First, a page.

Kara Goldin is the founder and CEO of Hint Water.
I agree when people say that regret is a waste of time; mistakes are inevitable and an invaluable part of the journey.
That said, my years as an entrepreneur have provided me with so much insight and discovery — I would be lying if I said I wouldn’t have benefitted from having that understanding at the outset.
The truth is that many of the most important lessons come only through a process of trial and error, and I’ll leave those for you to uncover in your own time. But the rest is yours for the taking, and I’m more than happy to share.
First and foremost, embrace the bottom of that totem pole. My first job was as an executive assistant at Time, Inc., a division of Time Warner. Many people there were just clock-punching, and I could have gone that route — I was a mere assistant, after all.
Instead, I learned my boss’s schedule and made sure my face was the first thing she saw in the morning and the last thing she saw on her way out. I gladly took any responsibility she threw my way, and even pitched new tasks for myself to take on.
Eventually, my role had outgrown my original job description, and I was a critical member of the team. You may think that an entry-level position is beneath you or a dead end, but it is what you make it. Dig your heels in, and make a name for yourself.
The other side of that coin is to dream big, even when you feel small. Though “do what you love” is practically a cliché at this point, we truly don’t have time to waste hating our jobs or going through the motions.
If you feel confused, start by writing down what a perfect day would be for you.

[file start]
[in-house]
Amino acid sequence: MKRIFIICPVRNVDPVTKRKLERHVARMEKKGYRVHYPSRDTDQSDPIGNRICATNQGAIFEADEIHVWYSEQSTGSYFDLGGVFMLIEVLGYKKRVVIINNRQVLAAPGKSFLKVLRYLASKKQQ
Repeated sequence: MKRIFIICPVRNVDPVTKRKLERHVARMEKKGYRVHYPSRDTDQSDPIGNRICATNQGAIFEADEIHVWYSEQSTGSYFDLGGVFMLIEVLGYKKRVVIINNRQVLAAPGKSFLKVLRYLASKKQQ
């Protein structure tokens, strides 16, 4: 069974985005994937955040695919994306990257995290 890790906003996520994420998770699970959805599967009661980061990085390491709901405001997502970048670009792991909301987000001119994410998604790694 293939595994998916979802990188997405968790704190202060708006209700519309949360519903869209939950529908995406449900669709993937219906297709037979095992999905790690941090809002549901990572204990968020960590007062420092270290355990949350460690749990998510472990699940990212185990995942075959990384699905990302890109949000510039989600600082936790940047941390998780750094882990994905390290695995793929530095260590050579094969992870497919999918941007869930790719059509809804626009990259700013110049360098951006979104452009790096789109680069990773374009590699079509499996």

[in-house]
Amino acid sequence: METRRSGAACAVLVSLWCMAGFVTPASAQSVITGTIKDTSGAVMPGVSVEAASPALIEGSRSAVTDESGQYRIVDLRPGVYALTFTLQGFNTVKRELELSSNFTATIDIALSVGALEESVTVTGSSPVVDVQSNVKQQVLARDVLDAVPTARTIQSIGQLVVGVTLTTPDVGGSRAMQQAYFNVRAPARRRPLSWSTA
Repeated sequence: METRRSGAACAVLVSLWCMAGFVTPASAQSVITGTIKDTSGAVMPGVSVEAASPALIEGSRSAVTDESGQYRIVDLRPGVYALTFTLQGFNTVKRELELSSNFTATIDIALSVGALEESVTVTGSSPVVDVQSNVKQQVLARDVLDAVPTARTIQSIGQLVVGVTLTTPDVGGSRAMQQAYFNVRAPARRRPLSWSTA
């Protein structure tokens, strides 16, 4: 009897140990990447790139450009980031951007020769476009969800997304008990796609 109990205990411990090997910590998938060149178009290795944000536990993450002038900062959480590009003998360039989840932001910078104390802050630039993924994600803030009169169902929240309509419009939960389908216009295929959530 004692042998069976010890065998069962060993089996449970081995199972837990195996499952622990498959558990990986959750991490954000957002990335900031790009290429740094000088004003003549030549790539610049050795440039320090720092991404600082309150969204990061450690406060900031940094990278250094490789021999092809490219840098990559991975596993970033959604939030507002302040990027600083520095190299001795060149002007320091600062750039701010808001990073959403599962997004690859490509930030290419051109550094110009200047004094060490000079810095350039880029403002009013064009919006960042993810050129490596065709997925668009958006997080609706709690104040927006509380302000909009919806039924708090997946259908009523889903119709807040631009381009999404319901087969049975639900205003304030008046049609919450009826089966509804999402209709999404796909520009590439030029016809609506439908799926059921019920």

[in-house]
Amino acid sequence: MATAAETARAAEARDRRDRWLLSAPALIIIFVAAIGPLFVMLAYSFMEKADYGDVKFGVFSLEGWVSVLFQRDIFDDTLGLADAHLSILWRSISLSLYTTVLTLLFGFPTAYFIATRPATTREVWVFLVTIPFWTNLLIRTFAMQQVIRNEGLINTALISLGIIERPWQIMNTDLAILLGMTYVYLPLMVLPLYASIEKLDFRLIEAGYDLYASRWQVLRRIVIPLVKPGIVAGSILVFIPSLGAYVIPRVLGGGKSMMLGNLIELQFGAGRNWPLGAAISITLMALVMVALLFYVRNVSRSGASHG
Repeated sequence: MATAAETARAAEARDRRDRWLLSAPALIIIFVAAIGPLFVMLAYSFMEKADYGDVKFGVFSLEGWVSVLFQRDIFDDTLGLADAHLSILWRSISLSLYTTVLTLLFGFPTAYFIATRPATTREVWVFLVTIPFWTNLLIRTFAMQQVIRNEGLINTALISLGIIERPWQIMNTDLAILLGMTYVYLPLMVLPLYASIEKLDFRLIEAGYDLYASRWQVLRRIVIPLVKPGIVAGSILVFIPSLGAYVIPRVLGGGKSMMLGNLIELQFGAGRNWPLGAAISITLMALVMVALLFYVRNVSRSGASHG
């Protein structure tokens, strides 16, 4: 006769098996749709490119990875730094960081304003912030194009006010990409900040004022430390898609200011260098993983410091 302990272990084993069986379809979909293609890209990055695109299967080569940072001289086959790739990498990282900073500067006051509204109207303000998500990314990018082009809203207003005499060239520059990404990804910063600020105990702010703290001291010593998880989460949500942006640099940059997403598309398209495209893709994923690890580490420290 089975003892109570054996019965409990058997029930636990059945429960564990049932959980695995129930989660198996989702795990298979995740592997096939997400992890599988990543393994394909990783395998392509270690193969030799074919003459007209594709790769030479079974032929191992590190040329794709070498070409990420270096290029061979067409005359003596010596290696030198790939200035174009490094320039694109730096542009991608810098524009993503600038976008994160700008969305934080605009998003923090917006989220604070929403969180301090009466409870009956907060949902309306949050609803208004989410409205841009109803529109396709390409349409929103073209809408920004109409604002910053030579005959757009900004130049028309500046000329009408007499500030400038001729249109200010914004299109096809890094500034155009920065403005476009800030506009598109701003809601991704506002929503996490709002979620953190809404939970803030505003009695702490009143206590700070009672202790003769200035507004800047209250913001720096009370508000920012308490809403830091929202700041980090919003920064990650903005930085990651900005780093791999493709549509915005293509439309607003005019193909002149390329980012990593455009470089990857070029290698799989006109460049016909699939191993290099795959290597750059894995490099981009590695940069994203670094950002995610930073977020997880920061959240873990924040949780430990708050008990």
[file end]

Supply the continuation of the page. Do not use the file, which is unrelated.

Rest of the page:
Take a look at what you imagine — hosting a party, hiking, looking at couture all day. There is always a way to translate your passion into a career, even if you don’t immediately know what the path looks like. Just put one foot in front of the other, and it will start to come together.
Don’t be intimidated — no one comes out of the womb knowing how to run a business; even the most successful CEOs had to learn the ropes. Whenever you feel lost or that you’re faking it in a meeting, remember that you can’t learn without asking questions.
If you don’t understand what someone is saying, it’s probably not over your head — it’s most likely an overly-complicated initiative that needs simplifying. Keep asking questions, it will only help you.
Another tip? Be nice. Always. You may think your boss is the only person whose opinion of you matters, but five years from now that intern you snubbed might be on the other side of your interview table. It’s critical to be respectful to everyone because those are the very people who will (or won’t) help you advance within your company and into outside companies when it’s time to move on.
But if there’s one piece of advice that trumps the rest, it’s this: Go with your gut. Your 10-year plan is great and all — and you may find you end up following it bullet point to bullet point — but you can’t foresee the incredible opportunities and heart wrenching pitfalls that await you when you start out.
To navigate those detours successfully, you’ll need to trust your intuition. Everyone is a critic, and all that input can be confusing, but when you stay the course and listen to that voice inside, it will become clear that you are on your way to where you’re meant to be.
The Success Series is a collection of the best career advice from some of our favourite writers, thinkers, and leaders. This week, we asked what advice they would give to someone starting his or her first job, and to share the lessons they learned from their own first gigs. See other articles in the series here.
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